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Happy Weekend — & equally — Happy New Year ✨✨✨⠀ ⠀ We’re back (after a long social break) and wanted to kick off the new year with our #bestnine2018 ⠀ ⠀ This complication of our best posts couldn’t possibly represent what an amazing year 2018 has been! Kicking off the year with a successful @kickstarter campaign, an amazing exhibition night @formlifestylestore, multiple talks @glugmcr @pechakucha_mcr @thepublicmeeting, featured in blogs @creativeboommag @fabricofmylife @elle_italia @computerartsmag and pop-ups @folks_folks @frizzifrizzi followed by our first publication going to print @withprint, being shipped to 15 countries, and now stocked in shops worldwide @magma_mcr @whitworthart @beaumontorganic @magculture @alboae @folks_folks @doyoureadme_berlin 🌿💛📔 None of which would have been possible without you. Words are not enough to describe how I feel, but can I start by saying THANK YOU SO MUCH from the bottom of my heart. As someone who runs @designgiving single-handedly, alongside a design studio @ljb_studio this has been such an overwhelming and so unexpected experience! I can’t wait to see what 2019 might bring, and the many more independent designers/makers I can help to grow along with me on this journey. Wishing you all a wonderful New Year 🥂 ⠀ ⠀ #designgivingmagazine⠀ #designgiving⠀ #shoplocal ⠀ #independentpublishing ⠀ #independentmagazine ⠀ #supportindependents⠀ #supportindiemakers⠀ #supportindependentbusiness⠀ #independentmakers⠀ #environmentallyfriendly⠀ #ecofriendly⠀ #shopsmall ⠀ #luxuryprint #sustainablefashion ⠀ #stationerylover ⠀ #stationeryaddict ⠀ #socialgood⠀ #printdesign ⠀ #minimal ⠀ #conciousdesign ⠀ #minimalmovement⠀ #papermood⠀ #stationerylove⠀ #paperlove⠀ #paperlover ⠀ #letterpresscards ⠀ #indiemakers ⠀ #recycledpaper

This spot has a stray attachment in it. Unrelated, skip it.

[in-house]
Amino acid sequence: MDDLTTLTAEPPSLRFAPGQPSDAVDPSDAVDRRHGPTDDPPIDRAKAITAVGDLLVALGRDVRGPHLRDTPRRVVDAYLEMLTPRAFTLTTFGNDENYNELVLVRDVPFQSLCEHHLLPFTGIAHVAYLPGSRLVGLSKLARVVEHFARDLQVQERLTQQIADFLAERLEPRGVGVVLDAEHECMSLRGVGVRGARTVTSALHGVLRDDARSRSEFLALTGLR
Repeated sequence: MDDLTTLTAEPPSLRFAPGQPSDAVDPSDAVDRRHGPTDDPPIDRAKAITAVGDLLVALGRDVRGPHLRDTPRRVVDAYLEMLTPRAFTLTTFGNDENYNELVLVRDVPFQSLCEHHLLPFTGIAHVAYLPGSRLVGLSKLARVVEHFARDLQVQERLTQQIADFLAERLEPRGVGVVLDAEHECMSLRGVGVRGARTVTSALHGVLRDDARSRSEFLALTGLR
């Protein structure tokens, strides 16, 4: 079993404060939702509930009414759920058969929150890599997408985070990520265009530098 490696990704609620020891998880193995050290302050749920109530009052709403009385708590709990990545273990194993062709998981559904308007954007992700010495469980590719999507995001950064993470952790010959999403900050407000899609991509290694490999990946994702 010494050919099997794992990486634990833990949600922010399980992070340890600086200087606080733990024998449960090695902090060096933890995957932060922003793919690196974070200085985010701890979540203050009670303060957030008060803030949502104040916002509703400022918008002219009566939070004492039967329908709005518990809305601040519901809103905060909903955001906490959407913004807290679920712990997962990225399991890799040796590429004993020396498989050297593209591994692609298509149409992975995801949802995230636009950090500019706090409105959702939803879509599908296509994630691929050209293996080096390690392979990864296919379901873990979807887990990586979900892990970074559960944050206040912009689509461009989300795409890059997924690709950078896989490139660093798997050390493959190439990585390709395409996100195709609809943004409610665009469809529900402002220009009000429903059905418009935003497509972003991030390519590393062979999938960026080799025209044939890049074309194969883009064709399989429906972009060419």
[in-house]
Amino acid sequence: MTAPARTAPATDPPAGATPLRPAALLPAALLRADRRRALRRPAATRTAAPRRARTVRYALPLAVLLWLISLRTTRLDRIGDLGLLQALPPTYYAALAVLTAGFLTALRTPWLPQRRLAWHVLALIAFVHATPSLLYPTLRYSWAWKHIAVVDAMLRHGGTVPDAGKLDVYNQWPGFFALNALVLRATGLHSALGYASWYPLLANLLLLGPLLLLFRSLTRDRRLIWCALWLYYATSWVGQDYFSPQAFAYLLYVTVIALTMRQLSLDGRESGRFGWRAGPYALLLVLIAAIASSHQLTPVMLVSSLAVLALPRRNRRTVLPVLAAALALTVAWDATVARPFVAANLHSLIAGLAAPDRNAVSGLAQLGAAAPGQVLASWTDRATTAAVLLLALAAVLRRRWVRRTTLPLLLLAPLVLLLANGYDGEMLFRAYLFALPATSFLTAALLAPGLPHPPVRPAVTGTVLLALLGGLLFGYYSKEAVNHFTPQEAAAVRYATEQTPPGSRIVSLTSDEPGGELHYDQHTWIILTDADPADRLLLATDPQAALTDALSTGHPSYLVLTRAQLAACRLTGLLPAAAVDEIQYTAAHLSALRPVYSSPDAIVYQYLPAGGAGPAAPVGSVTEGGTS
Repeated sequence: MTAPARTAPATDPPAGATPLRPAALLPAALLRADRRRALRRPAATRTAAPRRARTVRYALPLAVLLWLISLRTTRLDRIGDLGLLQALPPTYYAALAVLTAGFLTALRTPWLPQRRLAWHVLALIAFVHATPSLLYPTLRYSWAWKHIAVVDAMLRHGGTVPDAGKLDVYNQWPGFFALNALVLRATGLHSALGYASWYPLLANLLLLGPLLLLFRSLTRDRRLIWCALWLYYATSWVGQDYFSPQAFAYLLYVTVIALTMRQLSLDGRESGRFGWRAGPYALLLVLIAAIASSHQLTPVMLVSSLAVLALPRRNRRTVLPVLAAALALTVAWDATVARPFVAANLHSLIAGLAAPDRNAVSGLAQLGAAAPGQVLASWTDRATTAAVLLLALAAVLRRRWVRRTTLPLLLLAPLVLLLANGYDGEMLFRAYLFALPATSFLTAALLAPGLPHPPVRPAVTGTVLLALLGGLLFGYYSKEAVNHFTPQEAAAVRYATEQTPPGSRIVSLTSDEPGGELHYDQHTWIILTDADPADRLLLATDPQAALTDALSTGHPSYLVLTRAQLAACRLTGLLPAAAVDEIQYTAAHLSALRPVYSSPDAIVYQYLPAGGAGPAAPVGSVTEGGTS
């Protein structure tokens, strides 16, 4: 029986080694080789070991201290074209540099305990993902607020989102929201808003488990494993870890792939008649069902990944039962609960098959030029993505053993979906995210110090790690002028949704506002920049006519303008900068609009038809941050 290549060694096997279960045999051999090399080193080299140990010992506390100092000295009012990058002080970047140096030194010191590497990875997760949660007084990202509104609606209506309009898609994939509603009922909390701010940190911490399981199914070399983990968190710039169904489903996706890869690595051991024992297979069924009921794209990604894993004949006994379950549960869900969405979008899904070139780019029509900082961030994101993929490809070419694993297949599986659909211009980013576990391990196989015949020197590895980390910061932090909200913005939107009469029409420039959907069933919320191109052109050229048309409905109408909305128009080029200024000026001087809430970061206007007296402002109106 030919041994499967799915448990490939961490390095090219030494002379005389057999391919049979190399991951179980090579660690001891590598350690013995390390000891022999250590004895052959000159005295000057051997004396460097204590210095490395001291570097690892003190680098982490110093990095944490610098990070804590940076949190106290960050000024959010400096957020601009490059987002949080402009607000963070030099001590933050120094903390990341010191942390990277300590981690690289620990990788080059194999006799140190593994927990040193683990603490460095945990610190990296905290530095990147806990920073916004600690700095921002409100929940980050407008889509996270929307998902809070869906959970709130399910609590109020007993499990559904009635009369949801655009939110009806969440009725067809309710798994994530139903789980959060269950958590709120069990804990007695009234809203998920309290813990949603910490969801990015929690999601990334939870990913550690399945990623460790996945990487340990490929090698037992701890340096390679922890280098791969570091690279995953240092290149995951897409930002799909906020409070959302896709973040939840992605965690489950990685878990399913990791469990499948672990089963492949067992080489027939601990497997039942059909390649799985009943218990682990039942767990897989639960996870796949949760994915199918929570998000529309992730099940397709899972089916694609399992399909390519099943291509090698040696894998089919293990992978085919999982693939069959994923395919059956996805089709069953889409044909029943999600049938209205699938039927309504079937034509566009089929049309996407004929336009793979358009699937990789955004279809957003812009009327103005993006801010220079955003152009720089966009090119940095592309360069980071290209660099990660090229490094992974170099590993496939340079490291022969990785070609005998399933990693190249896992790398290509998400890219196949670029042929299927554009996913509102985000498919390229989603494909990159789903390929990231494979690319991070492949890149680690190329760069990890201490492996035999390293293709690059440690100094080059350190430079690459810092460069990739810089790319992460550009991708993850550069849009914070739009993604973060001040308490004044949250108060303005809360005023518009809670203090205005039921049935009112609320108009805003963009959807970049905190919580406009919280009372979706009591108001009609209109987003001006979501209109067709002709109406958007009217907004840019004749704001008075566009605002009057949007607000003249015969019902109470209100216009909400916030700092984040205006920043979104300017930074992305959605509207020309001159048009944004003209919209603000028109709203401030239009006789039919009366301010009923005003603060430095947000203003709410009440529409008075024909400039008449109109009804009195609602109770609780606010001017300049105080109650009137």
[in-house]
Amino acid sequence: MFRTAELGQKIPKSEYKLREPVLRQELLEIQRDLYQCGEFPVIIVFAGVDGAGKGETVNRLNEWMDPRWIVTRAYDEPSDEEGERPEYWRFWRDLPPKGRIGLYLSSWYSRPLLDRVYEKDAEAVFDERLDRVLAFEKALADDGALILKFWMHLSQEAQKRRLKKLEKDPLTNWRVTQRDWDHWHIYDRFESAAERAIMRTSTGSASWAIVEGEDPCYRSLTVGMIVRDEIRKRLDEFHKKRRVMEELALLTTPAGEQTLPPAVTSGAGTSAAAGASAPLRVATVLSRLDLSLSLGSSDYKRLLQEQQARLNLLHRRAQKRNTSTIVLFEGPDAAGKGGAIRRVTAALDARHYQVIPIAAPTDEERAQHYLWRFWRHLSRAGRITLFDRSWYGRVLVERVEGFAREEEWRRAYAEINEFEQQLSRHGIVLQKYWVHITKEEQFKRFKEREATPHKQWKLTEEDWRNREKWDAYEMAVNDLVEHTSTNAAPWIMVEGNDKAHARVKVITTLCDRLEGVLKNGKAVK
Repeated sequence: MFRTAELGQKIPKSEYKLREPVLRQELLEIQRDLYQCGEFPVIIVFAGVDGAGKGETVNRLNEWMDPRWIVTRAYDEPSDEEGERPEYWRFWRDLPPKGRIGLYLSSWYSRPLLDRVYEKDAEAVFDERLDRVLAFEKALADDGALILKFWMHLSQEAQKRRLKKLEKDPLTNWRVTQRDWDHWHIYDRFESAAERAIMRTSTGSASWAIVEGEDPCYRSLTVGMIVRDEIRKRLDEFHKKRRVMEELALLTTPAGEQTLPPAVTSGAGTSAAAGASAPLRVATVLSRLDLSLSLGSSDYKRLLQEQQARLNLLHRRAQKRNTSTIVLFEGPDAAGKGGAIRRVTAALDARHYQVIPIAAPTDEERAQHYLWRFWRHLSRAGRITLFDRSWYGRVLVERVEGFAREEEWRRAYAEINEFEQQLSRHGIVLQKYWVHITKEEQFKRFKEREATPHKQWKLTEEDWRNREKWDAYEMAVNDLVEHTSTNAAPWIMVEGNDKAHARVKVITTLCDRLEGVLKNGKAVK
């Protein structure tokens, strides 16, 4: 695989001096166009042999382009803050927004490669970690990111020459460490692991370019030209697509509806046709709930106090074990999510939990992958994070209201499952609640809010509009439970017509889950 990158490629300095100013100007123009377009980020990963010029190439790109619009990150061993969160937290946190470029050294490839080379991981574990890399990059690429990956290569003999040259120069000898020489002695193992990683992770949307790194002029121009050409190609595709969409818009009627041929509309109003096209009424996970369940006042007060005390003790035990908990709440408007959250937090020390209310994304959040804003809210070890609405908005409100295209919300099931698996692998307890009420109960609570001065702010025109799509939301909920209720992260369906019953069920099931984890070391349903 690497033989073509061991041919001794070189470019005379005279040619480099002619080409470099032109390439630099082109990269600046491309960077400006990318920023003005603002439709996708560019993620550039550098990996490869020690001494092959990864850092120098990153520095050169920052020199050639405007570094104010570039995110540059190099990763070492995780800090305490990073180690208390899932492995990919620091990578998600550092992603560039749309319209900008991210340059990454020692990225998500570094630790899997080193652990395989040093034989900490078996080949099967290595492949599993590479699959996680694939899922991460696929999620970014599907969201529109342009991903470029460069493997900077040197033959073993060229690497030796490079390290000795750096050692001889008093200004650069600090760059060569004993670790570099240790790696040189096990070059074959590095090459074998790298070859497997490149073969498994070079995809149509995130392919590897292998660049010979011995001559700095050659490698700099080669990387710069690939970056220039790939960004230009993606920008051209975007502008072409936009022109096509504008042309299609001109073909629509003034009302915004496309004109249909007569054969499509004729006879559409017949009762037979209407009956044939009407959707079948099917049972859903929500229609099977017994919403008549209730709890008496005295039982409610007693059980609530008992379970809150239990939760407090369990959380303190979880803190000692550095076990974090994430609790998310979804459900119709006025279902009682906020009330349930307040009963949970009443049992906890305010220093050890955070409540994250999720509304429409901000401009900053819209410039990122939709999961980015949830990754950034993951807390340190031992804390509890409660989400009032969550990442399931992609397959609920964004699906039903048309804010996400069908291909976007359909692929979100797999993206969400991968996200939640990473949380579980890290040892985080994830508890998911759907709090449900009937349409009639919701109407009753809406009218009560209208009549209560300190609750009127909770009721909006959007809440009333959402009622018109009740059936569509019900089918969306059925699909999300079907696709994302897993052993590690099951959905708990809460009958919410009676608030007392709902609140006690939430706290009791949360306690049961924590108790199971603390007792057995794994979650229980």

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Cause-related marketing

Cause related marketing is usually an initiative set up by marketing departments of established brands – it involves attaching a cause to a marketing campaign, and although it often does good and can be a great way to raise awareness and money for a cause, it’s also a way to open up an avenue for storytelling and content.

If you’re thinking of undertaking some cause-related marketing, you need to ensure you’re showing the benefits of what you’re doing and remain authentic. Choose a cause close to your heart, or closely aligned with your business and ensure you’re open and clear about how much you’re donating and your reasons.

 

“For any purpose-led brand, it needs to be more than skin deep. You need to lend credibility to what you’re doing”

Evan Lewis

 

 

 

What is driving the growth of the purpose-led brand?

 

Purpose-led brands and cause-related marketing is cropping up everywhere, but what’s driving it?